Tuesday, April 14, 2015

Malala’s Peace Prize, cynics and ashraafists

The case of 2014 Nobel Peace Prize awarded to Malala Yousafzai, which she shares with an Indian Kailash Satyarthi, who has devoted himself to the cause of child slavery, may be used as a litmus test should we want to know the bent of mind of any Pakistani fellow. This will help us know whether someone is a cynic or an ashraafist or both. Ask someone what he thinks about the Nobel Peace Prize for Malala; if he tells you, ‘Please, no joking!,’ be assured that he is both a cynic and an ashraafist. Some of the refined souls may be so artful that they would argue they are not this or that and are different from the lot; but their rhetoric reveals whether they are exclusively cynic or ashraafist only.

As cynics are souls in anguish who in their mysterious, unknown, and unknowable perfectionism find fault with everything and view everything from a standpoint of negativity, it seems with the announcement of the Nobel Peace Prize for Malala they have been thrown out of the frying pan into the fire, i.e. into a world which may be dubbed perfectly imperfect. So how come in such a world an honor like that of Nobel Peace Prize is awarded to Malala! The cynics will never be able to be in harmony with this fact; they cannot reconcile with this “strangest” thing. What the heck it has been given to a Pakistani, a girl, and a young girl, and a Pakhtun girl!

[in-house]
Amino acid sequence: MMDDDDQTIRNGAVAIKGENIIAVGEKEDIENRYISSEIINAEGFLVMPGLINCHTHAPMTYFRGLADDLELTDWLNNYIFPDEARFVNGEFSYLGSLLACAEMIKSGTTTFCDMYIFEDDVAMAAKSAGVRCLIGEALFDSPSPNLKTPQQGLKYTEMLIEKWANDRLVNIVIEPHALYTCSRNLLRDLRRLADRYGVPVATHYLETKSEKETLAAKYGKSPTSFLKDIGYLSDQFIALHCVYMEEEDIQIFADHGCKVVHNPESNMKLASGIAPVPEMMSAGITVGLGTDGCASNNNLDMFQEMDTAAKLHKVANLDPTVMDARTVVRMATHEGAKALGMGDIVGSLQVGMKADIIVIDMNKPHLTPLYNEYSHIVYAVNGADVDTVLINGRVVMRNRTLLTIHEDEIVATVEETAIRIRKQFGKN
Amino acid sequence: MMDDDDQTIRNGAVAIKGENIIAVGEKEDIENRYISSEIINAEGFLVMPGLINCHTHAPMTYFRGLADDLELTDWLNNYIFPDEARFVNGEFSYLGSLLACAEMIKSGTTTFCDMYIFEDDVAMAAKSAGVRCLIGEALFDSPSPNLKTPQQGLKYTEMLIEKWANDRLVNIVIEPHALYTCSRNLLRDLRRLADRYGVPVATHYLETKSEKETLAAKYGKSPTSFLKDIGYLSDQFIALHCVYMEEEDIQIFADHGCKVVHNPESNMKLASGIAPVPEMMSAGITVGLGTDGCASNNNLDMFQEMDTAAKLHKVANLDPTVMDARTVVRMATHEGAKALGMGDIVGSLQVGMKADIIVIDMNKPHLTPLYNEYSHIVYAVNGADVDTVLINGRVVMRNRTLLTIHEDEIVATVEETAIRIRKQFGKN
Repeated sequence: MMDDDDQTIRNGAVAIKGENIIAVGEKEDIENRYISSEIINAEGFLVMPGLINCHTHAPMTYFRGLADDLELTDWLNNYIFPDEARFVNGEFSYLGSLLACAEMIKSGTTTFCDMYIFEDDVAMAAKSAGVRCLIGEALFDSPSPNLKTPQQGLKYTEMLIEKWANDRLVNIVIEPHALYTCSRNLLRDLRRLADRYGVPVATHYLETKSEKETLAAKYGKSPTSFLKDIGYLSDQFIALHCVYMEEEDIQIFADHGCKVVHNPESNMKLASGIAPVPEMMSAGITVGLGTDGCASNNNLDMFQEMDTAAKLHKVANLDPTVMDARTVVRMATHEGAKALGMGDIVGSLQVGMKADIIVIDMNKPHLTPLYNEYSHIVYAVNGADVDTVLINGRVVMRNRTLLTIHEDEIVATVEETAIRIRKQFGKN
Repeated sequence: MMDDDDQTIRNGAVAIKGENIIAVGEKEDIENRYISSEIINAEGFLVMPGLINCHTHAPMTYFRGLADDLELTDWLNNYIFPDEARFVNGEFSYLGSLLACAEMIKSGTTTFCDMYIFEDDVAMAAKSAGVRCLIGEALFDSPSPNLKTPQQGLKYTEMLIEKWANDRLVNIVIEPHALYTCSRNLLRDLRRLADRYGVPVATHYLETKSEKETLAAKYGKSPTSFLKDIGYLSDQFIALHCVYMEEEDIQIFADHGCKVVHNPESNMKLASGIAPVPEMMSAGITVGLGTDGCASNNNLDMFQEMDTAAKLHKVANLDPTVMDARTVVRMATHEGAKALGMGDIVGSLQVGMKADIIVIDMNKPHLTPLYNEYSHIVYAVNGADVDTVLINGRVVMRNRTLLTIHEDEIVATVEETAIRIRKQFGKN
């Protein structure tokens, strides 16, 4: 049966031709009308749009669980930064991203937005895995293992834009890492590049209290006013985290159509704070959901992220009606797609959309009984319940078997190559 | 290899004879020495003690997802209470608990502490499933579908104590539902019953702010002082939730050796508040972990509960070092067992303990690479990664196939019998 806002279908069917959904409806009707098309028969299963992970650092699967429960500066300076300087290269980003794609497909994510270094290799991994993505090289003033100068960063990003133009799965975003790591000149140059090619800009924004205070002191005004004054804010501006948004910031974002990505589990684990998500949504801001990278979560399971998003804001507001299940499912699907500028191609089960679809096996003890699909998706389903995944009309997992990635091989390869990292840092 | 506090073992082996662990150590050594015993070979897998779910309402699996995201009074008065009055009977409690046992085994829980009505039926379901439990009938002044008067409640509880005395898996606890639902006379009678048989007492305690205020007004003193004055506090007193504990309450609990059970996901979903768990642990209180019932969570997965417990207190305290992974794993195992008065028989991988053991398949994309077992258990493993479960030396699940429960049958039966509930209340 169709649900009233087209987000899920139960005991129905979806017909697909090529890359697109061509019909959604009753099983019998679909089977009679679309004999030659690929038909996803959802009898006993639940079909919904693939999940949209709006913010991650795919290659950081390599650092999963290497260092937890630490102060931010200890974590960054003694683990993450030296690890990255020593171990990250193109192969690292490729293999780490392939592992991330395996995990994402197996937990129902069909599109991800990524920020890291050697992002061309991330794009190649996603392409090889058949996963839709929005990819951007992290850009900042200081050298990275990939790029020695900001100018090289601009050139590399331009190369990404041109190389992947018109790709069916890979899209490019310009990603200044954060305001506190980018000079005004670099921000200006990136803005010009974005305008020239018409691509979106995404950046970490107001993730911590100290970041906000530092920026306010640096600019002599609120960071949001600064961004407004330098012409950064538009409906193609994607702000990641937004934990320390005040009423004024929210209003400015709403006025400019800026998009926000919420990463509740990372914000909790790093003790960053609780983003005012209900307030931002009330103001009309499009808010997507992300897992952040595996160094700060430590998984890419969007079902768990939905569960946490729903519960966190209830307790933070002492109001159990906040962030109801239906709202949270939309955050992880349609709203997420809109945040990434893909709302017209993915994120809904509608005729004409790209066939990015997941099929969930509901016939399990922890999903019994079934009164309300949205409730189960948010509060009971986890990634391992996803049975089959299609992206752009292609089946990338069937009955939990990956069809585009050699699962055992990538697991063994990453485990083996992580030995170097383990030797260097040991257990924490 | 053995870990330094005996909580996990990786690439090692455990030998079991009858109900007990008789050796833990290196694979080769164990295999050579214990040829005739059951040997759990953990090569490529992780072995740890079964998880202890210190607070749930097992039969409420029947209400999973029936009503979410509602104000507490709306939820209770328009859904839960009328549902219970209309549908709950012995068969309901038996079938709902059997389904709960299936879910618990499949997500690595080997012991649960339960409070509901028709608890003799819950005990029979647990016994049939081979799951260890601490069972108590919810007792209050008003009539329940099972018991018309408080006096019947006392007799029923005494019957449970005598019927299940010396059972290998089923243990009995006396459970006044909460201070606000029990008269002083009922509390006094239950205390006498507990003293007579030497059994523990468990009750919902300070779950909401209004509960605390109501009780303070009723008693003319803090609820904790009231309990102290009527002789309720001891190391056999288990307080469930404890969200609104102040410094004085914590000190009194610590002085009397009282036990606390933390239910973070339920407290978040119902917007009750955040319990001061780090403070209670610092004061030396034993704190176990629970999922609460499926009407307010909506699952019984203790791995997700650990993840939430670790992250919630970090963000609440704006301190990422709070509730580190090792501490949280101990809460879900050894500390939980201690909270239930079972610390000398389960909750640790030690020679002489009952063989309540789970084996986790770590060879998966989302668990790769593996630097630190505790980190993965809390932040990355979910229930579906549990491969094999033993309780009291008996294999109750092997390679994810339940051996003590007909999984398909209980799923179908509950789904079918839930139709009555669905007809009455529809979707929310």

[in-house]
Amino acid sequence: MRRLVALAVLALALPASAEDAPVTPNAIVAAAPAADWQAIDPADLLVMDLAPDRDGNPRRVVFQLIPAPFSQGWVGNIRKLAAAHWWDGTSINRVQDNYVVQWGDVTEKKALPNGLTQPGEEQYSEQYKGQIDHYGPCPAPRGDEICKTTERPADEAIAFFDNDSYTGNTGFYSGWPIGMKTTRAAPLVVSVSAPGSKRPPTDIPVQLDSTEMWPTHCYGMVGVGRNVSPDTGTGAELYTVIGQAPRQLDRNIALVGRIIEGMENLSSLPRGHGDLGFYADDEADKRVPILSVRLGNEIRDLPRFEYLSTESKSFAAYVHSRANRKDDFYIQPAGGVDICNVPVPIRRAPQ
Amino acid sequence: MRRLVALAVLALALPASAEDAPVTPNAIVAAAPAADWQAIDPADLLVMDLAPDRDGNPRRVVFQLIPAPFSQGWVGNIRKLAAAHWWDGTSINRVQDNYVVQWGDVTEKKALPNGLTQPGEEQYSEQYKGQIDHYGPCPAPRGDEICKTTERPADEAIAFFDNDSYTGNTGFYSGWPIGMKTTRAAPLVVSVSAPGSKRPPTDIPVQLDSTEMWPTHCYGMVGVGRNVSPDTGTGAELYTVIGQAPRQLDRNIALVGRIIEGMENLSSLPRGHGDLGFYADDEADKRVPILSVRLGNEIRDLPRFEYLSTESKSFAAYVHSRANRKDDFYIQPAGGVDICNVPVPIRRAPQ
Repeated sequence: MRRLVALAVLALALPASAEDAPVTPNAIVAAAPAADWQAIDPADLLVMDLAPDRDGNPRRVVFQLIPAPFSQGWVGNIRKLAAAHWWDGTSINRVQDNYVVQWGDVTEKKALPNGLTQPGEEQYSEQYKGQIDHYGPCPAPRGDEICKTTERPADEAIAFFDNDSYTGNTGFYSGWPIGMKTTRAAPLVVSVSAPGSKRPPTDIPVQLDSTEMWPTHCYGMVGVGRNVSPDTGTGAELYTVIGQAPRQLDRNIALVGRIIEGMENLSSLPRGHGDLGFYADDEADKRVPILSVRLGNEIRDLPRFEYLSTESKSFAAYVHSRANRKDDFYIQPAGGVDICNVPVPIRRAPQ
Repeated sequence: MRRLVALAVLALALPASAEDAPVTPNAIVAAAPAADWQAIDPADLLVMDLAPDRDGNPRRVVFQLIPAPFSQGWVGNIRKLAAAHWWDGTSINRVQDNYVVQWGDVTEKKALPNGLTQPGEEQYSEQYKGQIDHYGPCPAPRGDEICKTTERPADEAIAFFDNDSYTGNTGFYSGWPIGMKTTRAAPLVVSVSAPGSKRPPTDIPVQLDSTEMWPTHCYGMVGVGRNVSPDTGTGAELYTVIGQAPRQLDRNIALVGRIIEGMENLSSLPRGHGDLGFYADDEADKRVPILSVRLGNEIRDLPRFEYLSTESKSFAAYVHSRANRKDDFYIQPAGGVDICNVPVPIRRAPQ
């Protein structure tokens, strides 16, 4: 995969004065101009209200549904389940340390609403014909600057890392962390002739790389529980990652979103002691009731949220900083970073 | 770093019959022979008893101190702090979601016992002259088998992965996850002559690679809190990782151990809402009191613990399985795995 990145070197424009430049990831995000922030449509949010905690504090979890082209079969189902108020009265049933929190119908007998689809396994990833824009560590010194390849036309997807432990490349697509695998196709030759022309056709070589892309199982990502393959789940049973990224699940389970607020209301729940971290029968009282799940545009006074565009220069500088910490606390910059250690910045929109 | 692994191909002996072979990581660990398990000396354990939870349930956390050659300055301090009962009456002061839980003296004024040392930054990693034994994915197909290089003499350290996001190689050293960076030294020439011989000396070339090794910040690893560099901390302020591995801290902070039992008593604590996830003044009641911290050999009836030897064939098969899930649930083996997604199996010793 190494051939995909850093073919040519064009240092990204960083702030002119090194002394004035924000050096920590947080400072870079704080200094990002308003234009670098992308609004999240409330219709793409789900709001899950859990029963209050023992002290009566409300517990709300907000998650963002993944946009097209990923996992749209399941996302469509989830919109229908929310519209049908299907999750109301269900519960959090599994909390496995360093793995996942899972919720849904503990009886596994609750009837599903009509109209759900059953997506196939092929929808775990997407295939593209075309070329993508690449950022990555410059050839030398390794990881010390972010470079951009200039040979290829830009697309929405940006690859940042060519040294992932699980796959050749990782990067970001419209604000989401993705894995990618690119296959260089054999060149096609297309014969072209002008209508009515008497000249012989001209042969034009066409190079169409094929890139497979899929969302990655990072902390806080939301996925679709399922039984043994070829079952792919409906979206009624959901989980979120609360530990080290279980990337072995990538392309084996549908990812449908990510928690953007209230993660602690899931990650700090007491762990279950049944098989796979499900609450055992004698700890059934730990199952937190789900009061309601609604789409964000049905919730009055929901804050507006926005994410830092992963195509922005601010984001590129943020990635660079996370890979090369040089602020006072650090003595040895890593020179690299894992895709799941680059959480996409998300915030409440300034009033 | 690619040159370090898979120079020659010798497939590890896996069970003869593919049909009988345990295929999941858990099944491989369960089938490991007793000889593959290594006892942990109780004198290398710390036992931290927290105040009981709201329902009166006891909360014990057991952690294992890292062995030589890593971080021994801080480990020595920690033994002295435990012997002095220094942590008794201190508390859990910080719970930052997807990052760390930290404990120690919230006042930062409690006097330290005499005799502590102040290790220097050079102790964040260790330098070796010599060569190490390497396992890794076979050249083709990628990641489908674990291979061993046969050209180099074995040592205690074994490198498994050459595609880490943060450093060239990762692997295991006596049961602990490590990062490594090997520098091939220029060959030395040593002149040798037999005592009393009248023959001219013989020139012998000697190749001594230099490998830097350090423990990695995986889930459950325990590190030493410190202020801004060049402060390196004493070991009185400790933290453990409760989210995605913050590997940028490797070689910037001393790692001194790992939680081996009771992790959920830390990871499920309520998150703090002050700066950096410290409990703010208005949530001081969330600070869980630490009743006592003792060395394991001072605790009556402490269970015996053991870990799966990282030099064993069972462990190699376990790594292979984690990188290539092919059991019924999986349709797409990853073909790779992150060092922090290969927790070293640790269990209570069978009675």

So much so that one friend who is thoroughly a cynic, and in his deepest perceptions maybe an ashraafist too, was so much outraged that he rang me and questioned me the same evening as if it was I who made this happen. He was completely puzzled, and quizzed me: “Why, but why she has been awarded this? Is it so? Why?” So the Paki cynics think, and they believe it too, that the young girl has done nothing. She has wrongly been awarded this prize; she doesn’t deserve that. Even if she has done something; it’s not such that she be given that award. They mean: It’s all politics behind this; they are capitalists, Americans, and such, who are behind her, and it is this politics because of which she has been awarded this Nobel Peace Prize. That’s a big conspiracy. She is not worth that honor; her work is far below the prestige of the Prize. Who the hell they are who make such decisions! The Paki cynics feel helpless in the face of that “injustice;” they would stop it by force if they could!

All that rhetoric that revolves not only around the opposition of Malala Yousafzai but has found an impetus, albeit negative, in the awarding of the Peace Prize permeates with another hidden tendency. That is Ashraafism (Urdu: Ashraafiyat, or Ashraaf-Pasandi). Let it be noted here that the English term “Elitism” may somewhat be nearer Ashraafism as far its meaning is concerned; however, it is far from conveying the full range of the meanings the Urdu term carries. The Urdu word Ashraaf has a history of its own; it has two connotations: one is its moral implications; and the other, its social, political and economic implications. It’s antonym in Urdu is Ajlaaf, which similarly has the same connotations.